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Should You Create a Trust Fund? It Could Help You Preserve Wealth

Weigh the costs and benefits of establishing a trust as part of your estate planning.

Articles by Corbin Blackwell, CFP®

By Corbin Blackwell, CFP®
Financial Planner, Betterment
Published: June 11, 2014 | Updated: December 4, 2019

For those who have assets to leave as a legacy, a trust can be a strategic part of estate planning. Trust assets can include everything from a life insurance settlement and real estate to investments and cash. However, not all trusts are the same—there are many variations, each with specific benefits and restraints.

In the past, establishing a trust was largely viewed as a tool for very high net worth individuals looking to preserve wealth across generations. But these days, easily accessible low-cost investing accounts help us all take advantage of the value that creating a trust can provide for our assets.

One of the benefits of trusts is that they can shield assets from lawsuits and probate costs. Many are interested in these benefits regardless of their net worth. With the emergence of automated investing services, like Betterment, setting up and managing a trust account of any size is easier than ever.

Selecting the right type of trust for your needs will be something to discuss with an estate planning specialist, such as a financial advisor, accountant, or estate planning attorney.¹ However, there are some general benefits that most trusts offer. Below is a summary to help you decide whether a trust may be right for you.

Privacy and Protection

After an individual’s death, an estate typically goes through probate, where the will is open for public scrutiny and assets may be used to pay off creditors. If assets are held in multiple states (real estate, for example), probate will take place in every state—adding substantial costs to settling an estate. The costs associated with probate could reduce the estate by 3% to 7% on average—and that’s not including additional estate taxes and income taxes that may be due.

These additional costs mean significantly less assets are given to the intended beneficiaries. With certain types of trusts, all assets that have been placed in the trust are considered property of that trust, and thus they are off limits to creditors, they’re kept out of public record, and they can avoid probate.

Trusts are also a useful way to shield and protect assets for people who are at higher risk of litigation, such as doctors. Placing assets in a trust may also reduce the potential for lawsuits between heirs.

Taxes

Different types of trusts provide different tax advantages. For example, an irrevocable life insurance trust shelters any life insurance death benefit proceeds from estate taxes.

The most popular type of trust is a revocable living trust, which is a trust that can be modified once it is established. It’s created during the grantor’s (the person who funds the trust) lifetime. On its own, a revocable living trust doesn’t provide specific tax benefits, but additional provisions can be added to these trusts to help reduce estate taxes.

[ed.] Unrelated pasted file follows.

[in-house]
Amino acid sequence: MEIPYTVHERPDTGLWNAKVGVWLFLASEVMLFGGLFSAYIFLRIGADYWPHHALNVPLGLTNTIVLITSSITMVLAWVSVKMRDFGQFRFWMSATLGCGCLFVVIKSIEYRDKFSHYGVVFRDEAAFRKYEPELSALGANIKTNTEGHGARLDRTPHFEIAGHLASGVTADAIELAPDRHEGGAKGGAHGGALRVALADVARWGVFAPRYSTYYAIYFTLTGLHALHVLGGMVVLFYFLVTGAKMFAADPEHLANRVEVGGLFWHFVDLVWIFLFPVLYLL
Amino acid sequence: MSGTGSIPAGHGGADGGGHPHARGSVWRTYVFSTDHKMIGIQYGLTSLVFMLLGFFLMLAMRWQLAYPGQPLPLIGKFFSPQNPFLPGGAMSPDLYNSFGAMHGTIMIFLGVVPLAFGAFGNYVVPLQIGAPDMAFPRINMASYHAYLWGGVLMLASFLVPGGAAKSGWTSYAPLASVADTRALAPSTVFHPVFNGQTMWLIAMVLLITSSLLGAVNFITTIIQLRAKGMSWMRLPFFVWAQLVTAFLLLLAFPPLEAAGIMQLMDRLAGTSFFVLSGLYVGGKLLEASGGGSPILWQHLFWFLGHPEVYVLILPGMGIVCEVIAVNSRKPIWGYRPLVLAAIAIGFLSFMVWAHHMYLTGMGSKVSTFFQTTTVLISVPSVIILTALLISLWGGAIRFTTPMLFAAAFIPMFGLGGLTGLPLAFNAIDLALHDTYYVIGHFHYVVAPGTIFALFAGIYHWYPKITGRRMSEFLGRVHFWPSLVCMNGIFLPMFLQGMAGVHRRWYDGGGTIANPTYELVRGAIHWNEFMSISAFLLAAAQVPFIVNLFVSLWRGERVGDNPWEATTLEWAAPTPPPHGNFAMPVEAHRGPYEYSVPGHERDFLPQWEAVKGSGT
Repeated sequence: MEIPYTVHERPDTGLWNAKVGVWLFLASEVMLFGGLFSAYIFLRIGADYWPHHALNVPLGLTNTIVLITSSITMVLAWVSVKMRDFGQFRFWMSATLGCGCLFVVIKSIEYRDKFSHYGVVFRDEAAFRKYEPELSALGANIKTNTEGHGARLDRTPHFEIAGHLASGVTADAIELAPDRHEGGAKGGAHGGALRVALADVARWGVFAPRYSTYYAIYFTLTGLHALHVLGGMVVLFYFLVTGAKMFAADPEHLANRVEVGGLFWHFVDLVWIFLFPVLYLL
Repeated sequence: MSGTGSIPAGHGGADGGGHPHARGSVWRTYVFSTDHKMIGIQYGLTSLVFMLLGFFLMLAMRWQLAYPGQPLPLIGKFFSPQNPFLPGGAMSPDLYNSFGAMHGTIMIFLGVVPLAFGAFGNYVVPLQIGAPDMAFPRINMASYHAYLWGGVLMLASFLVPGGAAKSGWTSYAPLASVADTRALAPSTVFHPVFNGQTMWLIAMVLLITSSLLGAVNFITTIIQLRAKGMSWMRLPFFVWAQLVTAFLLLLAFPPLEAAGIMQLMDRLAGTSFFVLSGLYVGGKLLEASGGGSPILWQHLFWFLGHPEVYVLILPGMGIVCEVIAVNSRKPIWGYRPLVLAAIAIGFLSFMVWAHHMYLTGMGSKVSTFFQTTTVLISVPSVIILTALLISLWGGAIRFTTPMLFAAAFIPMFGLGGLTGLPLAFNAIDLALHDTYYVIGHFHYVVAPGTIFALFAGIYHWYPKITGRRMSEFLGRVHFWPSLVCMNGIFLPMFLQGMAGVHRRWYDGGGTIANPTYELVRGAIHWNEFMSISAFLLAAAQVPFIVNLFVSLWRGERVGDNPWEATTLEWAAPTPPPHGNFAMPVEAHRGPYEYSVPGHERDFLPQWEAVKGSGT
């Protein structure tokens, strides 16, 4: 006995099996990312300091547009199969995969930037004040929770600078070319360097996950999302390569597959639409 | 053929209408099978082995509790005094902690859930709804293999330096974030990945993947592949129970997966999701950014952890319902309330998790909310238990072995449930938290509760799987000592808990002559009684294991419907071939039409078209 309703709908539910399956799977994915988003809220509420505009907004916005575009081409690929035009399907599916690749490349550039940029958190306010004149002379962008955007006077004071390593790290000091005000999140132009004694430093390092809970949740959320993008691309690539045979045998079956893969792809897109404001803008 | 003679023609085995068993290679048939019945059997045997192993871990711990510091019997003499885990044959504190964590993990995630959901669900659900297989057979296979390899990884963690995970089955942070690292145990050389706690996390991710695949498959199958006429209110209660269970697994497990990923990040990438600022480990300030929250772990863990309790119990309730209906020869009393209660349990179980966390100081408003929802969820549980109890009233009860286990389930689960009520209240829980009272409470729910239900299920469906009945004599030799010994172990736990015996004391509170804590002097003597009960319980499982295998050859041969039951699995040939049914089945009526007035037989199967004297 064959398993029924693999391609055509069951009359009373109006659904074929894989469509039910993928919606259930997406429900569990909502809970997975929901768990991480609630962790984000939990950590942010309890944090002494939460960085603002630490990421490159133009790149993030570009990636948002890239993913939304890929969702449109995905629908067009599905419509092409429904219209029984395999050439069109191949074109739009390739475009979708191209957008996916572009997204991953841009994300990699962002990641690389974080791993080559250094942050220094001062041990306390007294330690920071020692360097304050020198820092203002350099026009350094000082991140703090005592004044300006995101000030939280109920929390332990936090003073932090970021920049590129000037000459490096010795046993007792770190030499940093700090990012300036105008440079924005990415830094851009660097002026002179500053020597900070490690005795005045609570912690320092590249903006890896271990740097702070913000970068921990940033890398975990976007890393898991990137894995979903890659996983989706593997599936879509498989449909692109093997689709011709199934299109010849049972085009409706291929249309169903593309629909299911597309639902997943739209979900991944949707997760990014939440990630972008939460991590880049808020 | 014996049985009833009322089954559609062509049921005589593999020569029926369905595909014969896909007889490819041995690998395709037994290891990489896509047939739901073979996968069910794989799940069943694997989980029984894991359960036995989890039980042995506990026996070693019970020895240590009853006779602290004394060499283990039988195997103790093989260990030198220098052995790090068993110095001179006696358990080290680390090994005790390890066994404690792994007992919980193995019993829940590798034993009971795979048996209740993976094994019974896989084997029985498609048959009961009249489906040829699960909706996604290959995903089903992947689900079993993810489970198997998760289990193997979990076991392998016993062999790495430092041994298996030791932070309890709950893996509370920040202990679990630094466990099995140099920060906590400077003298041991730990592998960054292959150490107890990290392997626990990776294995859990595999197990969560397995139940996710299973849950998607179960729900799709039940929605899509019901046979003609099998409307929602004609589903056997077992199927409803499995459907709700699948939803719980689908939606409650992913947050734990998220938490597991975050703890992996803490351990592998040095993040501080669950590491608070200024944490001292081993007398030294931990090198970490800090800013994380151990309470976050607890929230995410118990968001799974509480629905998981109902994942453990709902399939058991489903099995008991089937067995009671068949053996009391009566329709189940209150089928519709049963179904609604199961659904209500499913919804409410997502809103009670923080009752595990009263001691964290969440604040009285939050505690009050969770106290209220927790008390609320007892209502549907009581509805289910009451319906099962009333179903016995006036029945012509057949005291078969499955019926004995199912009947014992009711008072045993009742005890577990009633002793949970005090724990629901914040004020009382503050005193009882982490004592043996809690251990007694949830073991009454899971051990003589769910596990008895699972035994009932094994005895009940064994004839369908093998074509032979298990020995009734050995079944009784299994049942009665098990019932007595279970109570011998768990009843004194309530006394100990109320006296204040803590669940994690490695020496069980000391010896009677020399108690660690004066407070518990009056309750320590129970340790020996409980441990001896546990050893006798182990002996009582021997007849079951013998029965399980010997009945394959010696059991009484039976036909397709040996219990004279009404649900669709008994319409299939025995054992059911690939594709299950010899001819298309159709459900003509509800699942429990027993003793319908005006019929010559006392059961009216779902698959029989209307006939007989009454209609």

There are about nine commonly used trust types. Speaking with an estate planner and tax advisor will help you determine how to maximize tax advantages and establish the right type of trust for your needs.

Distribution Control

Not all beneficiaries need the same thing. A trust can establish guidelines for how and when funds are distributed. Rather than simply naming the person who will inherit your assets, you can add provisions that specify how the trust assets can be used. By adding these provisions to your trust, you can help your assets last longer, since you decrease the risk of a beneficiary draining the account for frivolous expenses. For example, funds might be earmarked for education, for special medical needs, or for distribution only after the beneficiary has reached a certain age.

In addition, a trust can ensure—through its guidelines—that money is distributed in a specific way to a specific entity, rather than an individual. This might mean a charity, a religious institution, or your alma mater.

Sound Investment Strategy

A trustee is the person(s) named in a trust document who is responsible for making decisions regarding the trust. By law, a trustee has a fiduciary responsibility to oversee the funds entrusted to them. Regulation, such as the Uniform Prudent Investor Act, states that a trustee must act “prudently” when administering a trust, which means holding the investments in a sound interest-bearing account, as well as assessing the risk, return, and diversification of assets.

Trustees can be an investment firm or an individual. Trustees should ensure trust assets are invested wisely to fulfil the specific aims of the trust.  Automated investment services like Betterment provide trustees with an easy, low-cost way to manage a trust.

Consider the Benefits

Whether you are looking for asset protection, privacy, tax minimization, control over how your beneficiaries use their inheritance, or a combination of each of these things—establishing and managing a trust has never been easier.

After speaking with your estate planning specialist and determining which type of trust is best for you, check out our FAQ on what we offer for trust accounts here at Betterment.


¹Note that Betterment is not a tax advisor and nothing in this blog post should be construed as specific advice—please consult a tax advisor regarding your specific circumstances.

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